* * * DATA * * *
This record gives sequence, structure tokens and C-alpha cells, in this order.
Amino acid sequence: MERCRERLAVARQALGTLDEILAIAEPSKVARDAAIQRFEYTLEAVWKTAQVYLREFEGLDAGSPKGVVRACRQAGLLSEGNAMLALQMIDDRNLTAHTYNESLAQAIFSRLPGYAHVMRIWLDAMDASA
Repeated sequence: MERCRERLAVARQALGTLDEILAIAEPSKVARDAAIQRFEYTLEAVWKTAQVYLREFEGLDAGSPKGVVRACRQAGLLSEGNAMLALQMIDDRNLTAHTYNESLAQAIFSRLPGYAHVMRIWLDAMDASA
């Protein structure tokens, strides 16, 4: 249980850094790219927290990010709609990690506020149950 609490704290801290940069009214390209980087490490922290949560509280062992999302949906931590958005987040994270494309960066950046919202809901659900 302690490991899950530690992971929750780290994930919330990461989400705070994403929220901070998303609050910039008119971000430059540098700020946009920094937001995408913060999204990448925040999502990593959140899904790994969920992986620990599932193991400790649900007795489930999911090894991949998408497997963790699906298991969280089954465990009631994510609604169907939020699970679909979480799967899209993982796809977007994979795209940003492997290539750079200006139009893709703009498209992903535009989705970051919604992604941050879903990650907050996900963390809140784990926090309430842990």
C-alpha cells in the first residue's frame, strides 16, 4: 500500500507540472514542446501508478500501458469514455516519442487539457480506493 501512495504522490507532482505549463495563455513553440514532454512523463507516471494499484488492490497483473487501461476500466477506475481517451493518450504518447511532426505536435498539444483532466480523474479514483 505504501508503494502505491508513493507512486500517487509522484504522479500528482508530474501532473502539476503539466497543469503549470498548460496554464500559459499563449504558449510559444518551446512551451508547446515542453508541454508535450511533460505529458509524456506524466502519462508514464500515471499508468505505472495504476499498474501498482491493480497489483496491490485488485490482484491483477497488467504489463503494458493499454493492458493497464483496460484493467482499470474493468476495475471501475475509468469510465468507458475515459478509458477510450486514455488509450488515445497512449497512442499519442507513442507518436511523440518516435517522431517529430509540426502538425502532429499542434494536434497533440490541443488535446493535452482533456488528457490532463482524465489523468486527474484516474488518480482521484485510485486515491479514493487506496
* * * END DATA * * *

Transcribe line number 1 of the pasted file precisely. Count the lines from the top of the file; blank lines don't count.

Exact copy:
This record gives sequence, structure tokens and C-alpha cells, in this order.